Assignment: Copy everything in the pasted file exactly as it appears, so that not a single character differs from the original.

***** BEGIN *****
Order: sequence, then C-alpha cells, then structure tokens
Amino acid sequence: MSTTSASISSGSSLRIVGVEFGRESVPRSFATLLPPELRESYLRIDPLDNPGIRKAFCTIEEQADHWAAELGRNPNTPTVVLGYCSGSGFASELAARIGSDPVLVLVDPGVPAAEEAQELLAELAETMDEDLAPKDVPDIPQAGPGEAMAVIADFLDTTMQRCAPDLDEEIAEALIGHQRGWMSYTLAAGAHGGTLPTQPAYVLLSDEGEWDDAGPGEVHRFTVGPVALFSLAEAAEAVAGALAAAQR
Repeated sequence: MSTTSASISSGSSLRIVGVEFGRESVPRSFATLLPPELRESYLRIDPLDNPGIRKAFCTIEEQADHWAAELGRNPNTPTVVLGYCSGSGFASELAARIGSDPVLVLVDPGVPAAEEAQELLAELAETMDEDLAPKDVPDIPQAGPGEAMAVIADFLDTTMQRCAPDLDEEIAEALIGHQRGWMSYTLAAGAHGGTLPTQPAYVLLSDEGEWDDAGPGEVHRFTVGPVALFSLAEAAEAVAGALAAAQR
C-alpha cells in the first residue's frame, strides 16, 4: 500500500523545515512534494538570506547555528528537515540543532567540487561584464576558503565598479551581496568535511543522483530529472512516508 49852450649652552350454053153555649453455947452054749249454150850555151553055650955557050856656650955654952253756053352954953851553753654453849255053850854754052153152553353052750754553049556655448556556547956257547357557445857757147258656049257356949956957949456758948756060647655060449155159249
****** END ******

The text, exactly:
Order: sequence, then C-alpha cells, then structure tokens
Amino acid sequence: MSTTSASISSGSSLRIVGVEFGRESVPRSFATLLPPELRESYLRIDPLDNPGIRKAFCTIEEQADHWAAELGRNPNTPTVVLGYCSGSGFASELAARIGSDPVLVLVDPGVPAAEEAQELLAELAETMDEDLAPKDVPDIPQAGPGEAMAVIADFLDTTMQRCAPDLDEEIAEALIGHQRGWMSYTLAAGAHGGTLPTQPAYVLLSDEGEWDDAGPGEVHRFTVGPVALFSLAEAAEAVAGALAAAQR
Repeated sequence: MSTTSASISSGSSLRIVGVEFGRESVPRSFATLLPPELRESYLRIDPLDNPGIRKAFCTIEEQADHWAAELGRNPNTPTVVLGYCSGSGFASELAARIGSDPVLVLVDPGVPAAEEAQELLAELAETMDEDLAPKDVPDIPQAGPGEAMAVIADFLDTTMQRCAPDLDEEIAEALIGHQRGWMSYTLAAGAHGGTLPTQPAYVLLSDEGEWDDAGPGEVHRFTVGPVALFSLAEAAEAVAGALAAAQR
C-alpha cells in the first residue's frame, strides 16, 4: 500500500523545515512534494538570506547555528528537515540543532567540487561584464576558503565598479551581496568535511543522483530529472512516508 49852450649652552350454053153555649453455947452054749249454150850555151553055650955557050856656650955654952253756053352954953851553753654453849255053850854754052153152553353052750754553049556655448556556547956257547357557445857757147258656049257356949956957949456758948756060647655060449155159249